FIG. 5 is a block diagram illustrating an exemplary computer system upon which embodiments of the present invention may be implemented. This example illustrates a computer system 500 such as may be used, in whole, in part, or with various modifications, to provide the functions of the systems, components and devices seen in FIG. 4.

The computer system 500 is shown comprising hardware elements that may be electrically coupled via a bus 590. The hardware elements may include one or more central processing units 510, one or more input devices 520 (e.g., a mouse, a keyboard, etc.), and one or more output devices 430 (e.g., a display device, a printer, etc.). The computer system 500 may also include one or more storage devices 540, representing remote, local, fixed, and/or removable storage devices and storage media for temporarily and/or more permanently containing computer-readable information, and one or more storage media reader(s) 550 for accessing the storage device(s) 540. By way of example, storage device(s) 540 may be disk drives, optical storage devices, solid-state storage device such as a random access memory (“RAM”) and/or a read-only memory (“ROM”), which can be programmable, flash-updateable or the like.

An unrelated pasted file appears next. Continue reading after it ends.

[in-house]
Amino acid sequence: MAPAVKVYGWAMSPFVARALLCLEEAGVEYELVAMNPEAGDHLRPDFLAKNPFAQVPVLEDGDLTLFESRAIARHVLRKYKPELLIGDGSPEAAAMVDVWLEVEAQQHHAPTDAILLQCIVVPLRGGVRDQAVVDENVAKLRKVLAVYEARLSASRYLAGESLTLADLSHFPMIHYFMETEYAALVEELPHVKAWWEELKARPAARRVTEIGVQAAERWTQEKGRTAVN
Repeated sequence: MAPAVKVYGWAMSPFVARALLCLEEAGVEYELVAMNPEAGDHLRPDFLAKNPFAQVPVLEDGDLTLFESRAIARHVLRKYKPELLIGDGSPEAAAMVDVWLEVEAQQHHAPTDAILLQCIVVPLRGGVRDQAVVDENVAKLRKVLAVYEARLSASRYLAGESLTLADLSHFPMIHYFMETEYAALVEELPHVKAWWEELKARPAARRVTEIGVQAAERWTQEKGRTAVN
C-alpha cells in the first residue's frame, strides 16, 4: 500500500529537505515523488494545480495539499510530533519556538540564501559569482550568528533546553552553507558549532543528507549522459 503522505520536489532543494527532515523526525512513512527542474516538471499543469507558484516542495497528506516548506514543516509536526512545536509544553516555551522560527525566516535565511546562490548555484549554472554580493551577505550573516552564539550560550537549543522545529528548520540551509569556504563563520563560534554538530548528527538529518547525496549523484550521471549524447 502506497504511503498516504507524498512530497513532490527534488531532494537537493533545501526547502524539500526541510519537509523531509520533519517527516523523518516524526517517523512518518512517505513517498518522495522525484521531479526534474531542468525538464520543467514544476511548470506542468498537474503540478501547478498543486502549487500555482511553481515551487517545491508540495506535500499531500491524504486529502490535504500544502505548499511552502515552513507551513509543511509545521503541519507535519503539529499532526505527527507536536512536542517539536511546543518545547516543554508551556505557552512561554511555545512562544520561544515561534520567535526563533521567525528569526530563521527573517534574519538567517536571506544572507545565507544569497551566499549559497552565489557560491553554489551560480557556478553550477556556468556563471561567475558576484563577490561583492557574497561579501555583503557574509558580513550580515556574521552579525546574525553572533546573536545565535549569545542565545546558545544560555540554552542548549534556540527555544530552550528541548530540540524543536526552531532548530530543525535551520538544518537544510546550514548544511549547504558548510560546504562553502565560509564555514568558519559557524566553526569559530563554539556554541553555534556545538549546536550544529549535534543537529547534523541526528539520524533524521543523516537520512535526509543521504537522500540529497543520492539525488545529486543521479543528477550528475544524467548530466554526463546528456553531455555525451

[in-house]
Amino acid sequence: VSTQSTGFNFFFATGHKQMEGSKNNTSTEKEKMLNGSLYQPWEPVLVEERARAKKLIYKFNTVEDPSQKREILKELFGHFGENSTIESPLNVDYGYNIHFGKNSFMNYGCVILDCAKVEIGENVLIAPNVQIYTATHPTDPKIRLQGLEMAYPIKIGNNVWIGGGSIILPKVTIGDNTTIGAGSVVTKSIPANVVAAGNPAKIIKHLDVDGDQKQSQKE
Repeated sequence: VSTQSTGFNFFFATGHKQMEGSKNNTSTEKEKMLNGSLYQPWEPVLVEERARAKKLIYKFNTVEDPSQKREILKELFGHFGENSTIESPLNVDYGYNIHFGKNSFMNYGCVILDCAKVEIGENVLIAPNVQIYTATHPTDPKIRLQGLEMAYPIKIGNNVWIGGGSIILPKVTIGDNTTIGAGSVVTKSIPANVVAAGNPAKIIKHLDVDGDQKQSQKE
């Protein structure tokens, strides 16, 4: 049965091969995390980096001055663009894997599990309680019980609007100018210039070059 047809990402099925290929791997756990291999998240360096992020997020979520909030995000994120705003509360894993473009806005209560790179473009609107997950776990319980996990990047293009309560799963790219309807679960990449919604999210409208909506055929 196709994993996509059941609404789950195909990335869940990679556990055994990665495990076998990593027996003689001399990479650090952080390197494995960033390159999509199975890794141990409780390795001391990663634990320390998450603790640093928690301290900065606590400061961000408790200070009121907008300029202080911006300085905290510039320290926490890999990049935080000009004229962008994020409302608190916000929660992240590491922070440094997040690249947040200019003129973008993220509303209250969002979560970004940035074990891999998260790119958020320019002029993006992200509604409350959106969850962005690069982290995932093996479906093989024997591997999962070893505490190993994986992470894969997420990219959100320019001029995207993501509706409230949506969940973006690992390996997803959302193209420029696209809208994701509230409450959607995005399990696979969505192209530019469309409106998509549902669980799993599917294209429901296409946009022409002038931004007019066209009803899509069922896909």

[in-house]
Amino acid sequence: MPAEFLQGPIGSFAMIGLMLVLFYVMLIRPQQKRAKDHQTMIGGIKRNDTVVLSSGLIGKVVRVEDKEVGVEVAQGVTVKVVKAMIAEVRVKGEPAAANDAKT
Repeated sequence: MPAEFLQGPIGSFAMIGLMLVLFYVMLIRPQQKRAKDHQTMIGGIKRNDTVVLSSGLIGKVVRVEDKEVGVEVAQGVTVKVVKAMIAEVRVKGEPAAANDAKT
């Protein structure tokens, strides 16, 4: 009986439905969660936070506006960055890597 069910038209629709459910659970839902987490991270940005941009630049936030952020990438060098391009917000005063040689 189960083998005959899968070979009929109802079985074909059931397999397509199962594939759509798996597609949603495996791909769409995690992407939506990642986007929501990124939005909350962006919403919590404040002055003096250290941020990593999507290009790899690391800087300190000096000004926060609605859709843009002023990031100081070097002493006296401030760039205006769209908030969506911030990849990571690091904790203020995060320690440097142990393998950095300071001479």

The computer system 500 may additionally include a communications system 560 (e.g., a modem, a network card—wireless or wired, an infra-red communication device, a Bluetooth™ device, a near field communications (NFC) device, a cellular communication device, etc.) The communications system 560 may permit data to be exchanged with a network, system, computer, mobile device and/or other component as described earlier. The system 500 also includes working memory 580, which may include RAM and ROM devices as described above. In some embodiments, the computer system 500 may also include a processing acceleration unit 570, which can include a digital signal processor, a special-purpose processor and/or the like.